Hidden biodiversity underfoot: DNA barcoding of Taiwanese forest beetles

The intricate world beneath our feet holds secrets that are only now being unveiled, as researchers embark on a groundbreaking project to explore the hidden diversity of forest leaf litter beetles in Taiwan.

Image showing three beetles from Taiwan and a DNA helix.

Guest blog post by the research team led by Martin Fikácek and Fang-Shuo Hu, based on their paper published in Deutsche Entomologische Zeitschrift.

Forest leaf litter, often likened to terrestrial coral reefs, supports an astonishing variety of life. Among the myriad arthropods dwelling in this ecosystem, beetles emerge as the most common and speciose group. Despite their abundance, our understanding of leaf litter beetles remains limited due to the challenges posed by their sheer numbers, small sizes, and high local endemism.

Unlocking the Mystery with DNA Barcoding

To overcome these challenges, a team of researchers has initiated the Taiwanese Leaf Litter Beetles Barcoding project. Leveraging DNA barcoding, the project aims to create a comprehensive reference library for these elusive beetles. DNA barcoding, a technique using short mitochondrial fragments, accelerates the analysis of entire faunas and aids in the identification of species. The goal is to provide a valuable resource for researchers, ecologists, conservation biologists, and the public.

DNA voucher collection. Hu et al.

A Collaborative Journey with Taxonomists

The success of the Taiwanese Leaf Litter Beetles Barcoding project hinges on the invaluable contribution of taxonomists, who play a pivotal role in this groundbreaking research. Recognizing the specialized knowledge required for precise genus and species identifications, the researchers diligently consulted with specialists for each family represented in the extensive dataset.

In cases where these taxonomic experts provided crucial assistance, they were not merely acknowledged but offered co-authorship, acknowledging the significant commitment and expertise they bring to the project. Many taxonomists devote their entire lives to the meticulous study of specific beetle groups, and this collaboration underscores the importance of their dedication. The researchers emphasize the fairness of extending co-authorship to these taxonomic experts, acknowledging their indispensable role in advancing our understanding of Taiwan’s leaf litter beetle fauna.

Larva of Oodes (Lachnocrepisjaponicus. Hu et al.

Rich Beetle Diversity in Taiwan

Taiwan, nestled in the western Pacific, boasts a rich biodiversity resulting from its location at the crossroads of the Oriental and Palearctic biogeographical regions. Beetles, with over 7,700 recorded species belonging to 119 families, stand out as a particularly diverse insect order on the island. Despite this wealth of species, taxonomic research on beetles in Taiwan has been fragmented, and the study of leaf litter beetles has relied heavily on collections from past decades.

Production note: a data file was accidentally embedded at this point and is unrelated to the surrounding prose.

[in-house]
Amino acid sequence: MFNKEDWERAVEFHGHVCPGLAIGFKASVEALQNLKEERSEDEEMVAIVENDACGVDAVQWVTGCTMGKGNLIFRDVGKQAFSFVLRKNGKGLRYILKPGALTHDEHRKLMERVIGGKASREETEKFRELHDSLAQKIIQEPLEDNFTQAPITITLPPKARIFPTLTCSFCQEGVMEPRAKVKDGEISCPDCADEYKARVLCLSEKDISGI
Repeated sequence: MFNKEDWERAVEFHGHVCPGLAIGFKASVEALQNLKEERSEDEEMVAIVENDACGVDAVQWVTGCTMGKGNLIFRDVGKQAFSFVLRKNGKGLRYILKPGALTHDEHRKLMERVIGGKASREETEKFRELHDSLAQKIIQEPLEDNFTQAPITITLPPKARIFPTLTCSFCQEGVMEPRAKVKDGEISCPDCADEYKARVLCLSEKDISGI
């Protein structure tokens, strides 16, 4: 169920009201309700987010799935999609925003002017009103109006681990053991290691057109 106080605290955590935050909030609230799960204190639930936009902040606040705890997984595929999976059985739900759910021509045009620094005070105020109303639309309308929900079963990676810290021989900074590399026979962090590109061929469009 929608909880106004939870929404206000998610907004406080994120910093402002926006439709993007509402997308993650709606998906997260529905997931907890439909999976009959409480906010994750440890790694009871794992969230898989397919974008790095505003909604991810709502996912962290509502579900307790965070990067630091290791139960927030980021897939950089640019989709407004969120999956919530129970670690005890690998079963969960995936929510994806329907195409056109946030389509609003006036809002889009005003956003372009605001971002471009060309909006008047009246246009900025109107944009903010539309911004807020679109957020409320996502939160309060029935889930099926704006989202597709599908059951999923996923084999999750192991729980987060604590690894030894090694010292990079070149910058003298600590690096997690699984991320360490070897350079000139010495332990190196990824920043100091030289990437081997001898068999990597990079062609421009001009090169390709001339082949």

Larvae of Lagria scutellaris (OTU174) associated with adults by DNA. Hu et al.

The current dataset, based on specimens collected in the Huisun Recreation Forest Area in 2019–2021, comprises 4,629 beetles representing 334 species candidates from 36 families. The DNA barcoding approach has not only allowed for efficient species identification but has also provided a glimpse into the intricate world of beetle larvae, enhancing our understanding of their biology and ecological roles. This comprehensive dataset marks a significant step forward in unraveling the mysteries of Taiwan’s diverse beetle fauna.

Project Goals, Progress, and Future Outlook

The Taiwanese Leaf Litter Beetles Barcoding project is dedicated to a three-fold mission: conducting an extensive study of leaf litter beetles, documenting their diversity in Taiwan, and providing a reliable tool for quick identification. The researchers have published the first set of DNA barcodes, unveiling taxonomic insights such as the description of a new species and several newly recorded taxa.

Map of the samples collected in 2019–2023. Hu et al.

While the dataset is geographically limited to a single forest reserve in central Taiwan, it efficiently demonstrates the challenges of studying subtropical and tropical leaf litter beetle faunas. The integration of DNA barcoding and morphology proves instrumental in unraveling the mysteries of this species-diverse ecosystem. Looking ahead, the team plans to expand their sampling across Taiwan, covering diverse regions, altitudinal zones, and forest types.

Continuous updates to the DNA barcode dataset will serve as a valuable resource for future studies, maintaining a balanced approach that recognizes DNA barcoding as an efficient complement to traditional taxonomic methods.

Research article:

Hu F-S, Arriaga-Varela E, Biffi G, Bocák L, Bulirsch P, Damaška AF, Frisch J, Hájek J, Hlaváč P, Ho B-H, Ho Y-H, Hsiao Y, Jelínek J, Klimaszewski J, Kundrata R, Löbl I, Makranczy G, Matsumoto K, Phang G-J, Ruzzier E, Schülke M, Švec Z, Telnov D, Tseng W-Z, Yeh L-W, Le M-H, Fikáček M (2024) Forest leaf litter beetles of Taiwan: first DNA barcodes and first insight into the fauna. Deutsche Entomologische Zeitschrift 71(1): 17-47. https://doi.org/10.3897/dez.71.112278

Follow Deutsche Entomologische Zeitschrift on Facebook and X.

Leave a Reply